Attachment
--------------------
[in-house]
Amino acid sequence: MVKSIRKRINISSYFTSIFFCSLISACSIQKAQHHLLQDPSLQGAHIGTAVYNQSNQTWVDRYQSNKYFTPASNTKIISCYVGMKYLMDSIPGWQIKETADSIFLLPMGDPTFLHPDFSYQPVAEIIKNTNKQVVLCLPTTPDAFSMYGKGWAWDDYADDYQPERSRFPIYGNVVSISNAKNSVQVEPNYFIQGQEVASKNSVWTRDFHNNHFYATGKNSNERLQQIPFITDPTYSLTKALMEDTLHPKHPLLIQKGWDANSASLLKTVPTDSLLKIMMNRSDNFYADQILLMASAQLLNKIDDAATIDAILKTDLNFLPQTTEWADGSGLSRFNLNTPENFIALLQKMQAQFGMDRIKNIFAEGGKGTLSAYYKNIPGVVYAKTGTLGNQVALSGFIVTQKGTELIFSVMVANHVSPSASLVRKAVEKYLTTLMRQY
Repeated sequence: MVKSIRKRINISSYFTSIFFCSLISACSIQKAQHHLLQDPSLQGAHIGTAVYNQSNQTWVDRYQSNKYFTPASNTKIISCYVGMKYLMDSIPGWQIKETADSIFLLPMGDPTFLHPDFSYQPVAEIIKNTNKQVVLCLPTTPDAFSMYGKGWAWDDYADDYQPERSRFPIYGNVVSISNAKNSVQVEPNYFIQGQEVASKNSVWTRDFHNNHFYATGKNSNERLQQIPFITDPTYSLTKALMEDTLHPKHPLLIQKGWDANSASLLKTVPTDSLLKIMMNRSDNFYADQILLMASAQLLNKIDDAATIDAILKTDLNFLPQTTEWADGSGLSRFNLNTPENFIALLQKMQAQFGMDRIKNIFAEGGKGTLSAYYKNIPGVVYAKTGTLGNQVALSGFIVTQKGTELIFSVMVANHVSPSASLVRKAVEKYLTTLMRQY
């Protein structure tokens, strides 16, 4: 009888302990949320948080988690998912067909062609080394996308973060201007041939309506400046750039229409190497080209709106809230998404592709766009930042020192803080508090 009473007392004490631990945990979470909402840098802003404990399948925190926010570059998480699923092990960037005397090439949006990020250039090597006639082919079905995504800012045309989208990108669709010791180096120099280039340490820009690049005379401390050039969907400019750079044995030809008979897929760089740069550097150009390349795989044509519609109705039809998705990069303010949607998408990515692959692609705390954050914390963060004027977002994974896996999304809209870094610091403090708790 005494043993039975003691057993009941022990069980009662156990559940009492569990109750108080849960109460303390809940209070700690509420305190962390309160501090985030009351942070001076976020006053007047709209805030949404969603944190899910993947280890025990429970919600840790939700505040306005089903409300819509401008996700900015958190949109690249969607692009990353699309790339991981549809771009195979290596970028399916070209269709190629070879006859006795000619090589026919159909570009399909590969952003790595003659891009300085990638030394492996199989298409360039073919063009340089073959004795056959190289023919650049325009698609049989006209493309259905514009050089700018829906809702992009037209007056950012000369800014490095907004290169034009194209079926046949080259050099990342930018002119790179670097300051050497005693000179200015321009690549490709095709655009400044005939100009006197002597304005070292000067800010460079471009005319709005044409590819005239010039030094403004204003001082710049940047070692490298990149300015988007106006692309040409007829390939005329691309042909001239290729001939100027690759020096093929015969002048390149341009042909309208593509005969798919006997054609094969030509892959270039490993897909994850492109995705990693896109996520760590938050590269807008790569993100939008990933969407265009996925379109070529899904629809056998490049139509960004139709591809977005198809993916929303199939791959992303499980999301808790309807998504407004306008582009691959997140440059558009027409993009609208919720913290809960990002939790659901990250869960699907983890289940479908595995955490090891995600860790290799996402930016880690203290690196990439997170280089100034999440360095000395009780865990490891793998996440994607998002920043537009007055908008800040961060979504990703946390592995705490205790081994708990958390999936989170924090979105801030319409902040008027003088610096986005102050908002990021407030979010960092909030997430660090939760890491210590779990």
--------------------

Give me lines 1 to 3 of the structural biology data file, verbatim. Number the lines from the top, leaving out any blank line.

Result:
[in-house]
Amino acid sequence: MVKSIRKRINISSYFTSIFFCSLISACSIQKAQHHLLQDPSLQGAHIGTAVYNQSNQTWVDRYQSNKYFTPASNTKIISCYVGMKYLMDSIPGWQIKETADSIFLLPMGDPTFLHPDFSYQPVAEIIKNTNKQVVLCLPTTPDAFSMYGKGWAWDDYADDYQPERSRFPIYGNVVSISNAKNSVQVEPNYFIQGQEVASKNSVWTRDFHNNHFYATGKNSNERLQQIPFITDPTYSLTKALMEDTLHPKHPLLIQKGWDANSASLLKTVPTDSLLKIMMNRSDNFYADQILLMASAQLLNKIDDAATIDAILKTDLNFLPQTTEWADGSGLSRFNLNTPENFIALLQKMQAQFGMDRIKNIFAEGGKGTLSAYYKNIPGVVYAKTGTLGNQVALSGFIVTQKGTELIFSVMVANHVSPSASLVRKAVEKYLTTLMRQY
Repeated sequence: MVKSIRKRINISSYFTSIFFCSLISACSIQKAQHHLLQDPSLQGAHIGTAVYNQSNQTWVDRYQSNKYFTPASNTKIISCYVGMKYLMDSIPGWQIKETADSIFLLPMGDPTFLHPDFSYQPVAEIIKNTNKQVVLCLPTTPDAFSMYGKGWAWDDYADDYQPERSRFPIYGNVVSISNAKNSVQVEPNYFIQGQEVASKNSVWTRDFHNNHFYATGKNSNERLQQIPFITDPTYSLTKALMEDTLHPKHPLLIQKGWDANSASLLKTVPTDSLLKIMMNRSDNFYADQILLMASAQLLNKIDDAATIDAILKTDLNFLPQTTEWADGSGLSRFNLNTPENFIALLQKMQAQFGMDRIKNIFAEGGKGTLSAYYKNIPGVVYAKTGTLGNQVALSGFIVTQKGTELIFSVMVANHVSPSASLVRKAVEKYLTTLMRQY